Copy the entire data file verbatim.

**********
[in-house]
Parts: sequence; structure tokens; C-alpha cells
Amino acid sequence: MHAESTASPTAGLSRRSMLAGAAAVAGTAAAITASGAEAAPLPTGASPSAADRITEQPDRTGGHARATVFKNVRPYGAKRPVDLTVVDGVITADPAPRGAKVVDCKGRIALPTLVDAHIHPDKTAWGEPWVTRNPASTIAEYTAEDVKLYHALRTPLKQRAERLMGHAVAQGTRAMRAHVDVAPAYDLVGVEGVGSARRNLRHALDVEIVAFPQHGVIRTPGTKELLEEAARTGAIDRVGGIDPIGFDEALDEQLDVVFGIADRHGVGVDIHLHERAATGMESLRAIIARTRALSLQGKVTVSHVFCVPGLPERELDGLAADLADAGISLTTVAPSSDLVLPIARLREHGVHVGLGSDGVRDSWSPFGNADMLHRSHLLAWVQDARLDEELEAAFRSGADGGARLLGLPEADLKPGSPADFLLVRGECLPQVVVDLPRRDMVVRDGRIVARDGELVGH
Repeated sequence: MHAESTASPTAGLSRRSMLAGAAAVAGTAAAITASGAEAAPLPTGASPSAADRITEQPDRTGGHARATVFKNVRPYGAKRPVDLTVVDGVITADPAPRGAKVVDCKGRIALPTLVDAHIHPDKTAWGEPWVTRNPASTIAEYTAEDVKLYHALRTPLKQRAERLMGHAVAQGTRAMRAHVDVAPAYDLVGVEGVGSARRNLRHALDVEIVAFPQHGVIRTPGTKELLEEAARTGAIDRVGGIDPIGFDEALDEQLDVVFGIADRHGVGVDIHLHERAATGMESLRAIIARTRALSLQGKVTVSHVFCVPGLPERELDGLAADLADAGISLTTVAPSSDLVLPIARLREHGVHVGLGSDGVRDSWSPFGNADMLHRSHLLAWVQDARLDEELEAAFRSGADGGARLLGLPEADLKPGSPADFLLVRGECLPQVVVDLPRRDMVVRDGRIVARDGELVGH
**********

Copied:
[in-house]
Parts: sequence; structure tokens; C-alpha cells
Amino acid sequence: MHAESTASPTAGLSRRSMLAGAAAVAGTAAAITASGAEAAPLPTGASPSAADRITEQPDRTGGHARATVFKNVRPYGAKRPVDLTVVDGVITADPAPRGAKVVDCKGRIALPTLVDAHIHPDKTAWGEPWVTRNPASTIAEYTAEDVKLYHALRTPLKQRAERLMGHAVAQGTRAMRAHVDVAPAYDLVGVEGVGSARRNLRHALDVEIVAFPQHGVIRTPGTKELLEEAARTGAIDRVGGIDPIGFDEALDEQLDVVFGIADRHGVGVDIHLHERAATGMESLRAIIARTRALSLQGKVTVSHVFCVPGLPERELDGLAADLADAGISLTTVAPSSDLVLPIARLREHGVHVGLGSDGVRDSWSPFGNADMLHRSHLLAWVQDARLDEELEAAFRSGADGGARLLGLPEADLKPGSPADFLLVRGECLPQVVVDLPRRDMVVRDGRIVARDGELVGH
Repeated sequence: MHAESTASPTAGLSRRSMLAGAAAVAGTAAAITASGAEAAPLPTGASPSAADRITEQPDRTGGHARATVFKNVRPYGAKRPVDLTVVDGVITADPAPRGAKVVDCKGRIALPTLVDAHIHPDKTAWGEPWVTRNPASTIAEYTAEDVKLYHALRTPLKQRAERLMGHAVAQGTRAMRAHVDVAPAYDLVGVEGVGSARRNLRHALDVEIVAFPQHGVIRTPGTKELLEEAARTGAIDRVGGIDPIGFDEALDEQLDVVFGIADRHGVGVDIHLHERAATGMESLRAIIARTRALSLQGKVTVSHVFCVPGLPERELDGLAADLADAGISLTTVAPSSDLVLPIARLREHGVHVGLGSDGVRDSWSPFGNADMLHRSHLLAWVQDARLDEELEAAFRSGADGGARLLGLPEADLKPGSPADFLLVRGECLPQVVVDLPRRDMVVRDGRIVARDGELVGH